I will support PDC as he is our new man. Should he be gone then I will support who is next. I'm not foolish though, and I may question what he does. But I will still support him and the players. Though they are part of the mess, they are still OUR team. This is OUR Sunderland. These are OUR lads. We have to get behind them. They are what bring us emotion on match day. They are the ones we wait to see. OUR Black Cats. The time for fighting is done. The time for arguing is done. Now it's time to work, work, work and get to where we need to be.
Let's stop arguing and start supporting
Ha'way the Lads
Paolo Di Canio’s arrival to Premier League management was always going to attract headlines. Di Canio is one of football’s most enigmatic characters and to use a horrible cliché, is like marmite. He’s in the mould of the Keane’s and Mourinho’s of the football world - you love them or hate them.
Despite polarising opinion, he is remembered by many for his recklessness when pushing over referee Paul Alcock, for his genius with his spectacular scissor-kick volley against Wimbledon and also for his generosity when he was awarded the FIFA Fair Play Award for stopping play when Everton’s Paul Gerard was injured, denying himself and his team a goal scoring opportunity.
The headlines should, in my opinion, be concentrating on whether this Italian hot-head with no experience of managing in the top-flight can save Sunderland from relegation and if he’s the right man to replace Martin O’Neill for Sunderland’s survival run-in.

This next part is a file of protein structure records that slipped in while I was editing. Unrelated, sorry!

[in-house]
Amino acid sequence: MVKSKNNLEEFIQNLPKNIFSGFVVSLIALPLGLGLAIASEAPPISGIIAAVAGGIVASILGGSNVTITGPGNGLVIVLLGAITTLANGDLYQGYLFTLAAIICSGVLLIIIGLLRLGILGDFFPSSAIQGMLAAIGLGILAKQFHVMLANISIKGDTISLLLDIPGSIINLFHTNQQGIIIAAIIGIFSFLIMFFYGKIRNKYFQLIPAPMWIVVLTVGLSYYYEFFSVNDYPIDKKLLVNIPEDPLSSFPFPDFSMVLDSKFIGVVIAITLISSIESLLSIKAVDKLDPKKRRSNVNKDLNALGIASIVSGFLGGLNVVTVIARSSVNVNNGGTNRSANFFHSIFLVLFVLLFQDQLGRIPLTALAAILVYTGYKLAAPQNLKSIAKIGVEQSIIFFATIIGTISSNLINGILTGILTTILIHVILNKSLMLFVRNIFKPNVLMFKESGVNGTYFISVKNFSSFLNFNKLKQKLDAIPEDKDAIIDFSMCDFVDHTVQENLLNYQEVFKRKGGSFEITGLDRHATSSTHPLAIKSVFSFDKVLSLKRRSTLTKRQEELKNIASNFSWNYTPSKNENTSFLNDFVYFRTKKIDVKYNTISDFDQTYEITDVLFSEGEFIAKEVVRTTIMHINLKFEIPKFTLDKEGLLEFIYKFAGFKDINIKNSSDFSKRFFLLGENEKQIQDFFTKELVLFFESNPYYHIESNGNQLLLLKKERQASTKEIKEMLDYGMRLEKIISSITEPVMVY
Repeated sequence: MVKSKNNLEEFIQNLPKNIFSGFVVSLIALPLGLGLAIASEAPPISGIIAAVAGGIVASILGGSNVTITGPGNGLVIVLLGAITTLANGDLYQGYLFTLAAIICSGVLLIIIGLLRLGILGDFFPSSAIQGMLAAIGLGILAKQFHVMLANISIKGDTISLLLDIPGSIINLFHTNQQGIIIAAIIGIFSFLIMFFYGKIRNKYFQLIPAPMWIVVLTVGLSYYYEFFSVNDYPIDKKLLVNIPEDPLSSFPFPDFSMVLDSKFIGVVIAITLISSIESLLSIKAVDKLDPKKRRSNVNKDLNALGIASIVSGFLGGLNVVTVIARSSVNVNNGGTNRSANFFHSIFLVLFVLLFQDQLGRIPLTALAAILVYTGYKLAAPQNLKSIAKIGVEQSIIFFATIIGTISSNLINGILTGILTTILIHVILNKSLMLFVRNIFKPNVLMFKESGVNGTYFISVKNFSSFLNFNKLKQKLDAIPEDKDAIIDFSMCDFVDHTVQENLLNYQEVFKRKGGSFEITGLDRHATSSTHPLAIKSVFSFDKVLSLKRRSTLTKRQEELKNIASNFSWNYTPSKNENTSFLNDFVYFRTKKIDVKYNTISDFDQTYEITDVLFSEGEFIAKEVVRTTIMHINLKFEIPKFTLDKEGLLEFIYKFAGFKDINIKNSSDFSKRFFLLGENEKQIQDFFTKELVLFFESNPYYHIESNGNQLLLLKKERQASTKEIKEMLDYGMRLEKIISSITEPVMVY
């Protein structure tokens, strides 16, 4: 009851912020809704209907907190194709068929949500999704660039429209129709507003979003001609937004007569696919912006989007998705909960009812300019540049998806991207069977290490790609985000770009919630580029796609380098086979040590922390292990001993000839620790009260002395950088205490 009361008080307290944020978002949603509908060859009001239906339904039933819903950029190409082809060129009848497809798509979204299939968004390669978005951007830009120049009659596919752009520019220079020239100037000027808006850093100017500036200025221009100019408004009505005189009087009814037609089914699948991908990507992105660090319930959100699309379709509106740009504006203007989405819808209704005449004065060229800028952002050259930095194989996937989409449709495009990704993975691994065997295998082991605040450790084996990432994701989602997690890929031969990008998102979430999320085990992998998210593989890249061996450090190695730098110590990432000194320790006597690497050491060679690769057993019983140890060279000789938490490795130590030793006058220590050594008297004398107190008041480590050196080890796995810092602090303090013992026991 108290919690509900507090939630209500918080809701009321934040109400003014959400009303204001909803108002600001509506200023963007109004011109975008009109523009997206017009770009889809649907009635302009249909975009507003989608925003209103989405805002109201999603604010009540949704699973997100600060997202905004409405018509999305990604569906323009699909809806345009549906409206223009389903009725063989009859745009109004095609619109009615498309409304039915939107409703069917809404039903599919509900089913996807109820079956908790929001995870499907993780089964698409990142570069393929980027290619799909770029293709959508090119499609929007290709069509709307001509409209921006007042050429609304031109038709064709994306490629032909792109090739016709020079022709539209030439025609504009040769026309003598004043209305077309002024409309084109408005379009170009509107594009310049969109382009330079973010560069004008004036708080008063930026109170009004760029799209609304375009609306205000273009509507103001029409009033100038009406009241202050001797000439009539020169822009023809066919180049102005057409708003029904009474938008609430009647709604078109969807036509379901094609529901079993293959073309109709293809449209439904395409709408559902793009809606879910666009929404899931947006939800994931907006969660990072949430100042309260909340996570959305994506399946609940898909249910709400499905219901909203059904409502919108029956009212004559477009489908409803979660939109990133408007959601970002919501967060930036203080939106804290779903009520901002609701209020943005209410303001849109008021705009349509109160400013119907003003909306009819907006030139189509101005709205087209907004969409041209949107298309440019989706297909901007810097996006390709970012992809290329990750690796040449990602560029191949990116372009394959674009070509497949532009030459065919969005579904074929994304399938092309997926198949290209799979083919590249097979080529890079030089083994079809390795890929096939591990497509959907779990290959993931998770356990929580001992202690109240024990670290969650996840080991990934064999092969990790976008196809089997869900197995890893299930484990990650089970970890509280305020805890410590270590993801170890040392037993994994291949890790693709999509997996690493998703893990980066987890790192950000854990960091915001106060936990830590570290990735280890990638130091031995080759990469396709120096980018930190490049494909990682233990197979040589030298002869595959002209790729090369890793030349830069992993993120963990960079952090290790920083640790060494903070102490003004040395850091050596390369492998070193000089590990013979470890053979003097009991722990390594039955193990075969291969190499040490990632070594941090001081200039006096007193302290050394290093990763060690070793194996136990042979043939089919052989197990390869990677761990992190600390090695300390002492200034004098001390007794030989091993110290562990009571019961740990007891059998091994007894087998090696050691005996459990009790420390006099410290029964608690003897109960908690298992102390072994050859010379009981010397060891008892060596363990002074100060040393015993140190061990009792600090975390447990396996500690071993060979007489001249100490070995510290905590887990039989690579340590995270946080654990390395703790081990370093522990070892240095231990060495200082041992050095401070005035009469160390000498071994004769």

Sadly, his appointment has sparked a media outrage with a lot of it being fuelled by some of our supporters themselves. David Milliband, who of course has ties with the Labour Party, reacted quickly and within minutes of Di Canio’s arrival as head coach, left his position as vice-chairman at the club. Milliband’s departure has helped ignite the media’s stories but you can’t help but question the double standards from some journalists.
Di Canio’s comments were eight years ago and according to the man himself, taken out of context during a long interview. I understand the Swindon job isn’t as high-profile as being manager of Sunderland AFC but nonetheless, there was no furore when Di Canio took charge of them nor was anything said when West Ham made the decision to open a lounge named in honour of the player at their ground.
The Sun (surprise, surprise) opened up a can of worms with their front page today, discussing a war veteran boycotting the club because of Di Canio’s appointment. Sky Sports News and other media outlets have also gave airtime to fans who are saying they’re boycotting because of Di Canio’s beliefs.